SGA President has big hopes with return of roundtable discussion

“It is our job as student representatives on campus to know what the other clubs and organizations are planning and what their goals are.” So said SGA President William Cerullo, who this week hosted the first of a series of roundtable discussions designed to establish relationships between different clubs and organizations within Suffolk. Presidents from over 20 Suffolk clubs joined to speak about common goals that they have and want to accomplish this year.

At the beginning of the meeting, Cerullo prompted the club leaders with a question, “What would you like to be the outcome of this meeting?”  To that, a myriad of answers arose. Most commonly, club leaders mentioned that they would like to establish close relationships with other clubs. They also commonly mentioned that they would like to raise more awareness and name recognition for their clubs. In this way, they can recruit more members and showcase each other’s events.

“Suffolk, due to its geography, is perceived as lacking the community that a traditional college campus with a quad would have. Ultimately, we want to facilitate more of a sense of community, not only with the presidents of SU clubs and organizations, but with the students at Suffolk,” said Cerullo.

Photo by Thalia Yunen

During the meeting, leaders from different clubs were already helping each other come to different conclusions on how to establish a broader membership base. Newer clubs, like SU Crew which seeks to raise school spirit surrounding athletic events at Suffolk, and Taiwanese club, which hopes to establish a sense of community, not only within the Taiwanese culture, but outside of it, created awareness about their club just by being there and listening to the conversations being held.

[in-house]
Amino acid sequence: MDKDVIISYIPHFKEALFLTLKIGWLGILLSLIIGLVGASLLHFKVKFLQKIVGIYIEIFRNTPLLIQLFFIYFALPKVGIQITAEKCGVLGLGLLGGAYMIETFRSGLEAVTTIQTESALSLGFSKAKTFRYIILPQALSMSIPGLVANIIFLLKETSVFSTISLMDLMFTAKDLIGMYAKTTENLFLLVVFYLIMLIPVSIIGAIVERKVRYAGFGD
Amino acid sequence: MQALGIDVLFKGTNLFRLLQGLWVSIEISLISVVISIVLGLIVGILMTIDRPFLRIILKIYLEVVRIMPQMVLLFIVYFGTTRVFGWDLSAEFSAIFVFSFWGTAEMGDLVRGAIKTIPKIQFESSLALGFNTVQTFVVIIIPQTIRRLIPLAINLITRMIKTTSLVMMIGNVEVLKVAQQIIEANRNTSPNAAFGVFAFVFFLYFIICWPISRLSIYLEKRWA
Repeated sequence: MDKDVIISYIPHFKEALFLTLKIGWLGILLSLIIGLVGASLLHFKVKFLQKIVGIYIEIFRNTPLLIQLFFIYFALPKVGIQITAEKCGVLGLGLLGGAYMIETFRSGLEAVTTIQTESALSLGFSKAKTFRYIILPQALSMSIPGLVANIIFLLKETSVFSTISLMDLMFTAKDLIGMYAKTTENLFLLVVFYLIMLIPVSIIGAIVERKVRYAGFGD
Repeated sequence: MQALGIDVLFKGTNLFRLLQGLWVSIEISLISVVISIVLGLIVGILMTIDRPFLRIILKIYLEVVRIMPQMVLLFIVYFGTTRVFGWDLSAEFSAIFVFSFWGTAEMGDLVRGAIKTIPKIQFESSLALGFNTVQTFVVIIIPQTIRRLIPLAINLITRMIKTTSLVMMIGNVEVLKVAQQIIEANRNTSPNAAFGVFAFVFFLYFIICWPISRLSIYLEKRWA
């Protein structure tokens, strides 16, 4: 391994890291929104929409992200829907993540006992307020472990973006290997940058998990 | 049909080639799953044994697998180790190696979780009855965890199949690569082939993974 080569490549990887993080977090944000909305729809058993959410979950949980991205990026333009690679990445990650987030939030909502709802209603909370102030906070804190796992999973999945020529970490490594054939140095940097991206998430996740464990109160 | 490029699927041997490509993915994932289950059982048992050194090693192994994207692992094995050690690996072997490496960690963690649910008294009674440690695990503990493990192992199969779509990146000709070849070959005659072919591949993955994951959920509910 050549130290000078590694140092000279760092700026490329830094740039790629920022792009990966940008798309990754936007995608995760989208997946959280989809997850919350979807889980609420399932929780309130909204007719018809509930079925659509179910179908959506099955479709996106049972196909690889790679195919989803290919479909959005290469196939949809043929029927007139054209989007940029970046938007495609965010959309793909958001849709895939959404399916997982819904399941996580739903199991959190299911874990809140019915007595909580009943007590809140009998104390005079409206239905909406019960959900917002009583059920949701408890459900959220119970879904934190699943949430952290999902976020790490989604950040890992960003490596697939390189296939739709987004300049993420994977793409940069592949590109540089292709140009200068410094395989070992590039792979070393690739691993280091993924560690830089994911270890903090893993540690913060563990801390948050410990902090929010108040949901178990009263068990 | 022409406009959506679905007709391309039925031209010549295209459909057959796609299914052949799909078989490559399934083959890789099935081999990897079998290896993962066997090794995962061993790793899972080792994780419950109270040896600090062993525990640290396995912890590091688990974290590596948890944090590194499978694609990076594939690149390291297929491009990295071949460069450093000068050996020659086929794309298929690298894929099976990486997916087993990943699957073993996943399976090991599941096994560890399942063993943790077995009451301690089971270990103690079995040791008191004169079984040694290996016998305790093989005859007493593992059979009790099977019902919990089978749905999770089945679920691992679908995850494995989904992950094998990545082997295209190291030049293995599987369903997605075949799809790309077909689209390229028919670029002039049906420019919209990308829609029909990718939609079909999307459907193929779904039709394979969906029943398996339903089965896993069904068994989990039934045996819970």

“It’s helpful because we get to learn about other clubs that are around and think of different ways to work with them, gain co-sponsorships, and share experiences, “ said Rose Delvoix, vice president of Voices of Zion. Ezihe Iwueze, president of Voices of Zion concurred. She said, “It also gives us a chance to be informed about each other’s programs and events.”

The roundtable discussions could prove to be an opportunity for club leaders to network and create friendships. A member of the Techies Union at Suffolk mentioned that for students interested in joining a club or organization for the first time, knowing just one of the club leaders could prove to be a secure point of contact for them. “Instead of mentioning a vague idea of who the club leader might be, club leaders can say ‘I know this person or that person, I can get you their information.’”

Cerullo is hoping to have these roundtable discussions twice a semester and is open to suggestions regarding format of and content for the meeting.  “As we understand what each others missions and goals are, the conversation will begin to flow and we will be able to address and create solutions for the different issues that concern Suffolk club leaders.” Overall, the goal is to create partnerships between different clubs and organizations so that club leaders and their constituents can inspire inclusion.